Metaverse and non-fungible tokens (NFTs): what they mean for IP

The metaverse and non-fungible tokens (NFTs) trends are increasingly driving trademark filing activity. These virtual world developments continue to impact how Intellectual Property (IP) is created, managed and protected. We discussed this topic in our recent IP Forum and continue the conversation here, which is the first of a three-part blog series.

We had the honor of hosting brand protection experts from NBCUniversal, Meta and Mary Innis Law Group at our recent annual IP Forum. We moderated the breakout session, “The Future of IP in the metaverse”, which truly embodied the forum’s theme of “Exploring new frontiers of IP”.

There is plenty of buzz, interest and growth potential in NFTs and the metaverse, as revealed in our latest trademark trends report, Traversing the evolving trademark landscape. So, as a group, we first sought to look beyond the hype and understand how IP ownership of these new virtual assets works today. Indeed, high-profile NFT related lawsuits such as Nike’s lawsuit against StockX and the legal action Miramax filed against Quentin Tarantino over Pulp Fiction NFT rights, provide a hint of the tussles to come over NFTs, IP and rightful ownership.

There were several other interesting takeaways from this session, which you can read below. You can also watch the full session from our IP Forum 2022 on demand.


Is today’s legal environment fit for purpose in the metaverse and non-fungible tokens world?

How can organizations best protect assets in the metaverse world and what will be used to protect them? Trademarks remain the primary method to protect these virtual assets; but this is complicated by the fact that virtual assets in the metaverse world could be images, video content, something that is not static, which makes it challenging to cover from a trademark perspective. The jury is still out on whether the trademark approach will continue as the dominant approach or perhaps more will consider turning to other forms, such as copyrights.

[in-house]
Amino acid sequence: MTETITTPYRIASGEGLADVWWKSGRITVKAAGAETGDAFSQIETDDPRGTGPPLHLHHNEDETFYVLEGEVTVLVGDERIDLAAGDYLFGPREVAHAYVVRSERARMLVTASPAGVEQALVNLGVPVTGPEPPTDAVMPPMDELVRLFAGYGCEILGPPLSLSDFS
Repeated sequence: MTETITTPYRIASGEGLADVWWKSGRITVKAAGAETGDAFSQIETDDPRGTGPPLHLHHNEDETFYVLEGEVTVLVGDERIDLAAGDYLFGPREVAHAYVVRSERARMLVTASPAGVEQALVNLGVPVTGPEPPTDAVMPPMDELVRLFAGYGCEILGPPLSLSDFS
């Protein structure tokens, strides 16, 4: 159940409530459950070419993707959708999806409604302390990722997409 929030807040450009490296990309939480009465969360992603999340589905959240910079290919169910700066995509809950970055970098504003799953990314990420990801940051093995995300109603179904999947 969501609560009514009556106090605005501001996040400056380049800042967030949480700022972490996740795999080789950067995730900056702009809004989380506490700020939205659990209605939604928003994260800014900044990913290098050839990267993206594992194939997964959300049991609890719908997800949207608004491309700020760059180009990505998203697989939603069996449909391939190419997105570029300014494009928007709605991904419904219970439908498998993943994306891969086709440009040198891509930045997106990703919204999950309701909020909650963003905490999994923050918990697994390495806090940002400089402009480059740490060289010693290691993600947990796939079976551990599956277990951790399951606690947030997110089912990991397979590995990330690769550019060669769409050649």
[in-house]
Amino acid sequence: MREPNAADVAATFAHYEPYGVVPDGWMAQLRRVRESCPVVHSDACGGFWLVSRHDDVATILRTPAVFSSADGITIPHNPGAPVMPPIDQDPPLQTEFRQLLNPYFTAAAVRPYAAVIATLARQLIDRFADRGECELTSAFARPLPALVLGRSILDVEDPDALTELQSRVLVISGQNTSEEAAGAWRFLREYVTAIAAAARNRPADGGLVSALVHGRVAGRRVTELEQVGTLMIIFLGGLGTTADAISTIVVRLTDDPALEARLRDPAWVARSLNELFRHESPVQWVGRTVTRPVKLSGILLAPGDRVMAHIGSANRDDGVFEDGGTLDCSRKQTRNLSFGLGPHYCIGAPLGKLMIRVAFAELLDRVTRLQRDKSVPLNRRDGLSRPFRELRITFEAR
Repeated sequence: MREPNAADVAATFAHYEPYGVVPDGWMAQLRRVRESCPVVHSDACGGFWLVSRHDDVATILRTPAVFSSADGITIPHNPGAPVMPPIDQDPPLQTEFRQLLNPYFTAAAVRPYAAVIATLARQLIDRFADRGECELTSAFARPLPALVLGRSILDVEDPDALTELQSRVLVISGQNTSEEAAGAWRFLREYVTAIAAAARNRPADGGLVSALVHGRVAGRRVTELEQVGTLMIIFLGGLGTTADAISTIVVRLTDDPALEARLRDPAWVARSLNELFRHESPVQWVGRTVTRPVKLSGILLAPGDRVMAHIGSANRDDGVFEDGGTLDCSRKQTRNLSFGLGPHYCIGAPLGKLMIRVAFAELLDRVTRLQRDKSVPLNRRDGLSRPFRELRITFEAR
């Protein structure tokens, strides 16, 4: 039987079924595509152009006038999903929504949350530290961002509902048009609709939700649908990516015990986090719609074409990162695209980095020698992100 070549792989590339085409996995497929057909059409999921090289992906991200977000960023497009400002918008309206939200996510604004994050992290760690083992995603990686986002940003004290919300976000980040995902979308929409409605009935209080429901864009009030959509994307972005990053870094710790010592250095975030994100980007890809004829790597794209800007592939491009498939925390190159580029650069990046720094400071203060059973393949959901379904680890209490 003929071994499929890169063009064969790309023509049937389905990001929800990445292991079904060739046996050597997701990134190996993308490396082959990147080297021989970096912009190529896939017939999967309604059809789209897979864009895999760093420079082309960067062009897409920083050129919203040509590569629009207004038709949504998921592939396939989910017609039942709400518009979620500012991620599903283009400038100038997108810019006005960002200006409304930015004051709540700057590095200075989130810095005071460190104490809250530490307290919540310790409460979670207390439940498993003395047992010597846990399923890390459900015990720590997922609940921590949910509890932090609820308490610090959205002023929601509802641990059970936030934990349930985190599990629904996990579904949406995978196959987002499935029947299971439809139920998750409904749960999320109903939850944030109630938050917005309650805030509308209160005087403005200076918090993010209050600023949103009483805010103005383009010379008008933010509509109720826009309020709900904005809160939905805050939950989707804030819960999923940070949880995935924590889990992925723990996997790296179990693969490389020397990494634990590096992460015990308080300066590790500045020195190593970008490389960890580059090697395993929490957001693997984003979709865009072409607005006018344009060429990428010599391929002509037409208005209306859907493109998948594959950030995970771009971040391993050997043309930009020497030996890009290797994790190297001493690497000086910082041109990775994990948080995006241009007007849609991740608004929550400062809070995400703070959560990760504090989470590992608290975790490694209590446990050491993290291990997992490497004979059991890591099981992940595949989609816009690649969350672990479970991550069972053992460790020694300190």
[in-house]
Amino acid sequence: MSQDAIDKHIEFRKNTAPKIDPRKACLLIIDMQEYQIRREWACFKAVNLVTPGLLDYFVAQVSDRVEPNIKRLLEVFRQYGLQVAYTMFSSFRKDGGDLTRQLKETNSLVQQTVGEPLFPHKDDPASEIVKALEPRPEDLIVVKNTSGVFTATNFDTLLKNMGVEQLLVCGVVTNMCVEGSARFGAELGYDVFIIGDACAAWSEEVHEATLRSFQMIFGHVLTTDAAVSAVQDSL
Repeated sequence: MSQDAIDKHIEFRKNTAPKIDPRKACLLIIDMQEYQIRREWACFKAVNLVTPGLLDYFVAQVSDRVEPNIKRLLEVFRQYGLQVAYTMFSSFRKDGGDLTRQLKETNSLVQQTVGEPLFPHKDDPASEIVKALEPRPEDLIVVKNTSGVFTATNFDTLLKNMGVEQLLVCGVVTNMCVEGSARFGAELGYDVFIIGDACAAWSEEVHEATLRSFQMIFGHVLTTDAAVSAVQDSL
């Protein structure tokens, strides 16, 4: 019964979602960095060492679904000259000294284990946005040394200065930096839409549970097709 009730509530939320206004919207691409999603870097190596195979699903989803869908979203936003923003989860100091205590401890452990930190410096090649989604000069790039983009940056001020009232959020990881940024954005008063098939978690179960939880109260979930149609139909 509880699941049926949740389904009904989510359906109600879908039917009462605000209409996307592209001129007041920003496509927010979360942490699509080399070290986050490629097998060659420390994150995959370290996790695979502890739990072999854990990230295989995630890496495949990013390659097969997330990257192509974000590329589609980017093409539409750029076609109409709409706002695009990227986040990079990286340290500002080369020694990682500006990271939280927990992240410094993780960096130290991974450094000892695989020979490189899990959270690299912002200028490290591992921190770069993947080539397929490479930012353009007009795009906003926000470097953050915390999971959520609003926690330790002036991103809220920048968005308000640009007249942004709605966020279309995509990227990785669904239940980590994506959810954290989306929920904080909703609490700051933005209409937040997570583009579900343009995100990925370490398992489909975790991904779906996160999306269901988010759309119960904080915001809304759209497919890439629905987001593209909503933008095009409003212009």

Ensuring laws, legal and governance structures are metaverse ready

Certain Nice Classes, particularly Class 9, are already seeing a tremendous surge in filing numbers, driven by accelerating interest and opportunities in the virtual world. In the metaverse world, nothing has just one function or one source identifier, so therefore will not fit neatly into any current existing category.


Finite resources versus the infinite internet

Our experts also highlighted one of the biggest challenges confronting brand protection practitioners and brand attorneys that the virtual world brings – time and resources are finite whereas the internet, with the addition of the metaverse, is infinite. This in turn means that monitoring and enforcement such as doing takedowns will only get tougher as the virtual world continues to iterate and mature. In this new virtual world, platforms and individual rights owners may consider partnering to put in place some sort of mechanism on the front end so that brand holders are protected.


Stay connected

This post is the first in our three-part blog series about the IP Forum. Up next we have blogs about IP and R&D partnerships being key to empowering innovation, followed by the evolving demands on IP professionals. Stay tuned for more updates and make sure you watch the full session from our IP Forum 2022 on demand.

Interested in learning more about how Clarivate can accelerate IP strategies? Talk to an expert today.


About the author
Brian J. King coordinates policy efforts across IP products at Clarivate, including trademarks, patents, case law and domain names. He is an advocate for IP and internet policy that protects the rights and promotes the interests of IP owners globally. Brian has spent over a decade in many technical, legal, and business leadership roles with domain name registrars and IP companies, and is an IP subject matter expert on the Corporate Strategy team at Clarivate. He also serves on the International Trademark Association (INTA) Data Protection Committee and is Vice President of ICANN’s IP Constituency.